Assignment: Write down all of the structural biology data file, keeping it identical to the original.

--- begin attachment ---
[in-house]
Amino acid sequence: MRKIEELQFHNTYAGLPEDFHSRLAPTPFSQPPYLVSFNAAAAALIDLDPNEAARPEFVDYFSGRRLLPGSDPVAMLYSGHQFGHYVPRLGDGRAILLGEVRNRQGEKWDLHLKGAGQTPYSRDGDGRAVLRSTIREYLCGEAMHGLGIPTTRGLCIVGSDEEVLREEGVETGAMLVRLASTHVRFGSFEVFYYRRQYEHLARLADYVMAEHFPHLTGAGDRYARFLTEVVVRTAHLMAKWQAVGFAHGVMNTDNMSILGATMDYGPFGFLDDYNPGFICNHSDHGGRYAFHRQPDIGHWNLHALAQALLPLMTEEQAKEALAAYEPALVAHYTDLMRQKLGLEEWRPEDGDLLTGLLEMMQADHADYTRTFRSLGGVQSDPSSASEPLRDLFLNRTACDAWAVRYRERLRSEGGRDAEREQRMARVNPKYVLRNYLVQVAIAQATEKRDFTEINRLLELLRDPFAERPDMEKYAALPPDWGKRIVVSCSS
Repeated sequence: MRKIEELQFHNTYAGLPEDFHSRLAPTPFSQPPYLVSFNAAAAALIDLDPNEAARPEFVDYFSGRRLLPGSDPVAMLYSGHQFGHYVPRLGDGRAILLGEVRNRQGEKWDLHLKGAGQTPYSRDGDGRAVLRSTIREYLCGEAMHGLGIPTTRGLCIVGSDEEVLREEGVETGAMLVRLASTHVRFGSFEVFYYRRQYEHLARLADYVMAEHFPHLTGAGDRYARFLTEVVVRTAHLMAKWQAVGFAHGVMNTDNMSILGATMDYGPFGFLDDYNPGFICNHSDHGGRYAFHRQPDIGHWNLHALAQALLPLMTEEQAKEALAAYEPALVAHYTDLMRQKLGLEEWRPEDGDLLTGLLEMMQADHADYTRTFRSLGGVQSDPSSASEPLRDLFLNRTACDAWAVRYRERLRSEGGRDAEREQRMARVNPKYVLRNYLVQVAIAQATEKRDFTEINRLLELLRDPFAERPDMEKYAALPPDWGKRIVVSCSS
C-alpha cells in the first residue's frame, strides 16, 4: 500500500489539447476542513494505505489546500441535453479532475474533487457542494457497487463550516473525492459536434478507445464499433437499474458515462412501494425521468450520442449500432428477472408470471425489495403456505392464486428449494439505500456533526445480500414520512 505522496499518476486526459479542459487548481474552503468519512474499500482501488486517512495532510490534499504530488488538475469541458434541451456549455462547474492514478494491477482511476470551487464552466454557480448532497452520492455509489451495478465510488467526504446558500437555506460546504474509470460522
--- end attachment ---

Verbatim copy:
[in-house]
Amino acid sequence: MRKIEELQFHNTYAGLPEDFHSRLAPTPFSQPPYLVSFNAAAAALIDLDPNEAARPEFVDYFSGRRLLPGSDPVAMLYSGHQFGHYVPRLGDGRAILLGEVRNRQGEKWDLHLKGAGQTPYSRDGDGRAVLRSTIREYLCGEAMHGLGIPTTRGLCIVGSDEEVLREEGVETGAMLVRLASTHVRFGSFEVFYYRRQYEHLARLADYVMAEHFPHLTGAGDRYARFLTEVVVRTAHLMAKWQAVGFAHGVMNTDNMSILGATMDYGPFGFLDDYNPGFICNHSDHGGRYAFHRQPDIGHWNLHALAQALLPLMTEEQAKEALAAYEPALVAHYTDLMRQKLGLEEWRPEDGDLLTGLLEMMQADHADYTRTFRSLGGVQSDPSSASEPLRDLFLNRTACDAWAVRYRERLRSEGGRDAEREQRMARVNPKYVLRNYLVQVAIAQATEKRDFTEINRLLELLRDPFAERPDMEKYAALPPDWGKRIVVSCSS
Repeated sequence: MRKIEELQFHNTYAGLPEDFHSRLAPTPFSQPPYLVSFNAAAAALIDLDPNEAARPEFVDYFSGRRLLPGSDPVAMLYSGHQFGHYVPRLGDGRAILLGEVRNRQGEKWDLHLKGAGQTPYSRDGDGRAVLRSTIREYLCGEAMHGLGIPTTRGLCIVGSDEEVLREEGVETGAMLVRLASTHVRFGSFEVFYYRRQYEHLARLADYVMAEHFPHLTGAGDRYARFLTEVVVRTAHLMAKWQAVGFAHGVMNTDNMSILGATMDYGPFGFLDDYNPGFICNHSDHGGRYAFHRQPDIGHWNLHALAQALLPLMTEEQAKEALAAYEPALVAHYTDLMRQKLGLEEWRPEDGDLLTGLLEMMQADHADYTRTFRSLGGVQSDPSSASEPLRDLFLNRTACDAWAVRYRERLRSEGGRDAEREQRMARVNPKYVLRNYLVQVAIAQATEKRDFTEINRLLELLRDPFAERPDMEKYAALPPDWGKRIVVSCSS
C-alpha cells in the first residue's frame, strides 16, 4: 500500500489539447476542513494505505489546500441535453479532475474533487457542494457497487463550516473525492459536434478507445464499433437499474458515462412501494425521468450520442449500432428477472408470471425489495403456505392464486428449494439505500456533526445480500414520512 505522496499518476486526459479542459487548481474552503468519512474499500482501488486517512495532510490534499504530488488538475469541458434541451456549455462547474492514478494491477482511476470551487464552466454557480448532497452520492455509489451495478465510488467526504446558500437555506460546504474509470460522